The act of giving should be its own reward — not a reason for tax breaks

October 15, 2011

While Sean Smeetson's generous contribution to the community is commendable, his bemoaning proposed limits on tax deductions for charitable contributions diminishes the moral value of such contributions ("Don't punish the philanthropists," Oct. 12).

Derived from the Greek words meaning "love of mankind," philanthropy refers to a freely given action that benefits humanity and that usually involves some sort of uncompensated sacrifice.

No doubt tax incentives do increase the amount that wealthy individuals and corporations are willing to give. But they are also valuable government subsidies targeted at those already blessed with the wherewithal to give, not at those who are in most need.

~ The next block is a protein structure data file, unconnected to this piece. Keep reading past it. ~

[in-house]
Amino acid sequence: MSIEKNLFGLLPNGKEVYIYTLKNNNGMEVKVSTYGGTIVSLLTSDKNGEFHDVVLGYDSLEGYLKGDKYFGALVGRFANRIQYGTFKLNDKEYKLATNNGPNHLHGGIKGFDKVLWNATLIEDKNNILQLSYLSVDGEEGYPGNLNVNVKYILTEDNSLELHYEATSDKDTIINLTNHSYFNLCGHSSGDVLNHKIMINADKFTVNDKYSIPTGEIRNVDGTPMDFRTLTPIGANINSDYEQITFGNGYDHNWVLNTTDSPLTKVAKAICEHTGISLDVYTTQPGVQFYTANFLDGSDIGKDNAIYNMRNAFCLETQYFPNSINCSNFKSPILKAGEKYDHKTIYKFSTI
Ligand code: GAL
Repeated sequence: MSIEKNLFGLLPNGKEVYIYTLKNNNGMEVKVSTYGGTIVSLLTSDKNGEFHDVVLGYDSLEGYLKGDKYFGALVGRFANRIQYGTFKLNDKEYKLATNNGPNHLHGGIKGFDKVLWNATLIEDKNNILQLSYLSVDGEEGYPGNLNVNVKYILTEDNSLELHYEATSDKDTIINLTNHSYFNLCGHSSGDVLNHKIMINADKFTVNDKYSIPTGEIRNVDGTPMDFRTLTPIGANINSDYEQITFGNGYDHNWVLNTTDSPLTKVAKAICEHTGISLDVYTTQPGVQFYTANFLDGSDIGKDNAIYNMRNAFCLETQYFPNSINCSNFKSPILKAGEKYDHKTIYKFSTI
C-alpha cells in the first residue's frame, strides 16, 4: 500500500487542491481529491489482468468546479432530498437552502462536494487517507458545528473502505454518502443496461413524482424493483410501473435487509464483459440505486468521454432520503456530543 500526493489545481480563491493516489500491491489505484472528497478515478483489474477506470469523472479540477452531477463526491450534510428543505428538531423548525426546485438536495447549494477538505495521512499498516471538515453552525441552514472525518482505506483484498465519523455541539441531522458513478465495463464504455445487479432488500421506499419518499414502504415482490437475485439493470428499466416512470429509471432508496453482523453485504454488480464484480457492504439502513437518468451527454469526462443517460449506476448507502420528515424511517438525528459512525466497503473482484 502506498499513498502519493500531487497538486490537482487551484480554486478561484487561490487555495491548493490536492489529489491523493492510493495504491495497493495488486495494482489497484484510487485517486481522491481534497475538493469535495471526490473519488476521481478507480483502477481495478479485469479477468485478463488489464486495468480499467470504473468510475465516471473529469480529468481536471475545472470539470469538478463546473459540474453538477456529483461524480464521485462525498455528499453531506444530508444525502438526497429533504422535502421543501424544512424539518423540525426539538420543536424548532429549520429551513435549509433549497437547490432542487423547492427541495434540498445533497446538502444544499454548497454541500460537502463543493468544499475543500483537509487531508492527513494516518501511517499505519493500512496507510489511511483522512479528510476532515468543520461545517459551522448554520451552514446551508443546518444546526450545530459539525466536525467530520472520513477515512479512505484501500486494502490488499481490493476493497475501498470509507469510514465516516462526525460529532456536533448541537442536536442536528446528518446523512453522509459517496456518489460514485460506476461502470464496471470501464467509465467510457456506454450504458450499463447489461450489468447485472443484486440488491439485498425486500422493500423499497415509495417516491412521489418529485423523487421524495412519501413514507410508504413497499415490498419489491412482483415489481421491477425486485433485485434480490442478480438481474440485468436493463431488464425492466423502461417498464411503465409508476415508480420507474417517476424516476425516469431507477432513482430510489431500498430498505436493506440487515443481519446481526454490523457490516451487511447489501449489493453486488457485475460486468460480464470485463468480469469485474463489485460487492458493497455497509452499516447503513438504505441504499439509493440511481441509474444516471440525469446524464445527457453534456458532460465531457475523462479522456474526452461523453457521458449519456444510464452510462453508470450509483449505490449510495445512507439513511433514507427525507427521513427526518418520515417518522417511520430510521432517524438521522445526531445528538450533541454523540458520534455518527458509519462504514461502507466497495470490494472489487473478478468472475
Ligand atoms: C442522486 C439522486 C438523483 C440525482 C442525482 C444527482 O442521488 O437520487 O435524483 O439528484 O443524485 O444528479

Decreasing tax deductions for charitable contributions and diverting the money directly to the public good would more than offset any reduction in private giving, confer genuine meaning on philanthropic acts, and punish no one.

Irwin Fried, Baltimore

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